Ma's foreign policy flawed and lacks vision

President Ma Ying-jeou visited the Ministry of Foreign Affairs today to explain his concept of “viable diplomacy” in hopes for reconciliation in cross-strait relations. Ma emphasized that from the Siew-Hu, Lien-Hu and Wu-Hu meetings to renewed cross-strait talks to the recent issue over Taiwan’s name at the Olympics, a sense of trust has gradually been developed on both sides of the Strait. The Director of the DPP’s Department of International Affairs, Lin Chen-wei, however pointed out that in fact, Ma’s diplomatic policies so far have been based on empty rhetoric and are over-dependent on China’s goodwill. As a result, Taiwan has to adopt a passive approach that is not conducive for gaining more international space. After the Olympics, whether Taiwan can gain entry into the UN and whether China will block our efforts to become part of the WHO will become tests for Ma’s diplomatic policies.

Director Lin pointed out that China’s recent actions, such as changing the name of Taiwan’s Olympic Team and its marching order at the Opening Ceremonies, indicate that it is too premature to say a mutual trust has been established between the two countries. China is obviously testing the Ma government’s bottom line. Only protests lodged by the Taiwanese people have caused the Chinese government to back down. Lin further criticized that Ma has engaged in self-denigration and has taken cross-strait exchanges into dangerous territory for Taiwan. In addition, now that Ma has placed Taiwan’s international status at the mercy of China, people should really start worrying about the nation’s future.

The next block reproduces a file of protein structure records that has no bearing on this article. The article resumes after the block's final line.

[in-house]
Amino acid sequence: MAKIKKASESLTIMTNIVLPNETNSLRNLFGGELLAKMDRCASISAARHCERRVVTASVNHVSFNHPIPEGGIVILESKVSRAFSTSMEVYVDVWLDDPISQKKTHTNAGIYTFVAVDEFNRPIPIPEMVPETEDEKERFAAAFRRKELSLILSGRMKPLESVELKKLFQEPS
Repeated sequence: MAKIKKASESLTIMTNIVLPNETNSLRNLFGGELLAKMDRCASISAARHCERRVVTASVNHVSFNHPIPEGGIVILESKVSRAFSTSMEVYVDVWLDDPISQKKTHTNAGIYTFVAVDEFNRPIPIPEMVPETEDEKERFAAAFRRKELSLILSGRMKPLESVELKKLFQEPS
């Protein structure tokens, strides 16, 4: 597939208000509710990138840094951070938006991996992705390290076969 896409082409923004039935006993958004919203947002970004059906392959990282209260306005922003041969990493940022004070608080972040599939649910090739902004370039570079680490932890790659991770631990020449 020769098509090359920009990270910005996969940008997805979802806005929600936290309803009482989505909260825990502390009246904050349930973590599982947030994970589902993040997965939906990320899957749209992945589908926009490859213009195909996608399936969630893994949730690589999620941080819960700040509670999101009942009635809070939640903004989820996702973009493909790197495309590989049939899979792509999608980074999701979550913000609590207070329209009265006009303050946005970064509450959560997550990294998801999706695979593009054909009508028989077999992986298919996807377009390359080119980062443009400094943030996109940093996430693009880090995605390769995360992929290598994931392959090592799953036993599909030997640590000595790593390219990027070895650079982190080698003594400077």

Director Lin also expressed that Ma has placed cross-strait relations above all other diplomatic considerations. With an affinity to China alone, relationships with the US and Japan are in an obvious imbalance, which has caused much anxiety among several US and Japanese political experts. Lin said that the critical point for Ma’s “viable diplomacy” is whether or not there is an agreement on both sides of the Strait. His concept does not rely on Taiwan’s active participation in the international community, but rather on how much space China is willing to yield to Taiwan. As a result, Taiwan’s diplomatic strategies are passive and perhaps even directionless. The Ma government’s current actions will raise many questions. The DPP asks that they explain them clearly to the public.

Lin further criticized Ma’s diplomatic policies as filled with gaps and unable to withstand the test of time. Ma has not yet proposed how to improve Taiwan’s participation on the international stage. In addition, he has not said a word on important global topics such as climate change, national security, human rights, economic development, and good governance. It is regrettable and unfortunate that Ma, after already being in the office for more than two months can only propose an empty diplomatic policy.

During his visit to the Ministry of Foreign Affairs, Ma said that Taiwan’s international reputation deteriorated during the DPP’s eight years in power. Director Lin pointed out that in the past the KMT has always played along with China’s view that Taiwan is a troublemaker. However, the reality is that China has always oppressed Taiwan diplomatically and threatened the nation militarily. The real culprit in damaging the cross-strait status has always been China. The KMT is now blaming the victim along with the perpetuator, which is unforgivable.

Finally, Director Lin expressed that the DPP would like to remind the Ma government that once the Olympics are over, whether Taiwan’s relationships with its diplomatic allies can remain stable, whether Taiwan can gain entry into the UN, and whether Taiwan can gain membership into the WHO early next year, will all be important tests for Ma’s overall diplomatic policy.